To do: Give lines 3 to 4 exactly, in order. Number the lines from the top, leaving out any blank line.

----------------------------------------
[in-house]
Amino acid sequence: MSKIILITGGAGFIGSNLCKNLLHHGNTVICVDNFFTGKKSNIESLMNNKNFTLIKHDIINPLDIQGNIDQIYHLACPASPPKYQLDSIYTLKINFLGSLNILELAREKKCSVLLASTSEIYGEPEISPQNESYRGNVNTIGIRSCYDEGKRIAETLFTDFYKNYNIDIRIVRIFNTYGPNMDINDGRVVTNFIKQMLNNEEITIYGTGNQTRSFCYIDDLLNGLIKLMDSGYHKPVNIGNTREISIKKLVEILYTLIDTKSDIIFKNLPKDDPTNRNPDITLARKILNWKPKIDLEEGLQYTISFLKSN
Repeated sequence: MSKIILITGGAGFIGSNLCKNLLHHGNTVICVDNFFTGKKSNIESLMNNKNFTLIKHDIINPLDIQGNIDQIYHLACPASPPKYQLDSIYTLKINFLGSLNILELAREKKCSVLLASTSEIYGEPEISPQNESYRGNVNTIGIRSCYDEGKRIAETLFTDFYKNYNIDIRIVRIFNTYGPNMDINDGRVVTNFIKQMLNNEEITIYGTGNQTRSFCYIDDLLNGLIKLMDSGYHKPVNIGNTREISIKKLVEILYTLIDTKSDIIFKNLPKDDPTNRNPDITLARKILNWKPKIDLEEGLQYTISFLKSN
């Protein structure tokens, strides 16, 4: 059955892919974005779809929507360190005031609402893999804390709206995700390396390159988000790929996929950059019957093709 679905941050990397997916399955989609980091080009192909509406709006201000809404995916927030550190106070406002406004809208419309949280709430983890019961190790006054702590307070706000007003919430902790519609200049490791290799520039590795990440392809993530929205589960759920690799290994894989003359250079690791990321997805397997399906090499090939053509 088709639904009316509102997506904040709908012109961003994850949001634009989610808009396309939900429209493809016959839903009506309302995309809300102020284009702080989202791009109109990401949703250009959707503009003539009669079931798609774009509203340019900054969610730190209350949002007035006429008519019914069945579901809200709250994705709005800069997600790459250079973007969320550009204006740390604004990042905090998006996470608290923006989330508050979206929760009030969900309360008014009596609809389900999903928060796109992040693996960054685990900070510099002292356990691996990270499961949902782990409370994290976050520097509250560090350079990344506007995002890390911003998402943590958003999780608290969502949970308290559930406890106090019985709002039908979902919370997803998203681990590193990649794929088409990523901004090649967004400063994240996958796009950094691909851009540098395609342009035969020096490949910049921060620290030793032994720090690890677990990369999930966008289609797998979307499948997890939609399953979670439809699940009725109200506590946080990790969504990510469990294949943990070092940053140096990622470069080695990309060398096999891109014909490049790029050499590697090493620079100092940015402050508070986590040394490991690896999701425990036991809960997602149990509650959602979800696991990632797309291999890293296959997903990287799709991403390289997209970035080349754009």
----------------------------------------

Repeated sequence: MSKIILITGGAGFIGSNLCKNLLHHGNTVICVDNFFTGKKSNIESLMNNKNFTLIKHDIINPLDIQGNIDQIYHLACPASPPKYQLDSIYTLKINFLGSLNILELAREKKCSVLLASTSEIYGEPEISPQNESYRGNVNTIGIRSCYDEGKRIAETLFTDFYKNYNIDIRIVRIFNTYGPNMDINDGRVVTNFIKQMLNNEEITIYGTGNQTRSFCYIDDLLNGLIKLMDSGYHKPVNIGNTREISIKKLVEILYTLIDTKSDIIFKNLPKDDPTNRNPDITLARKILNWKPKIDLEEGLQYTISFLKSN
């Protein structure tokens, strides 16, 4: 059955892919974005779809929507360190005031609402893999804390709206995700390396390159988000790929996929950059019957093709 679905941050990397997916399955989609980091080009192909509406709006201000809404995916927030550190106070406002406004809208419309949280709430983890019961190790006054702590307070706000007003919430902790519609200049490791290799520039590795990440392809993530929205589960759920690799290994894989003359250079690791990321997805397997399906090499090939053509 088709639904009316509102997506904040709908012109961003994850949001634009989610808009396309939900429209493809016959839903009506309302995309809300102020284009702080989202791009109109990401949703250009959707503009003539009669079931798609774009509203340019900054969610730190209350949002007035006429008519019914069945579901809200709250994705709005800069997600790459250079973007969320550009204006740390604004990042905090998006996470608290923006989330508050979206929760009030969900309360008014009596609809389900999903928060796109992040693996960054685990900070510099002292356990691996990270499961949902782990409370994290976050520097509250560090350079990344506007995002890390911003998402943590958003999780608290969502949970308290559930406890106090019985709002039908979902919370997803998203681990590193990649794929088409990523901004090649967004400063994240996958796009950094691909851009540098395609342009035969020096490949910049921060620290030793032994720090690890677990990369999930966008289609797998979307499948997890939609399953979670439809699940009725109200506590946080990790969504990510469990294949943990070092940053140096990622470069080695990309060398096999891109014909490049790029050499590697090493620079100092940015402050508070986590040394490991690896999701425990036991809960997602149990509650959602979800696991990632797309291999890293296959997903990287799709991403390289997209970035080349754009």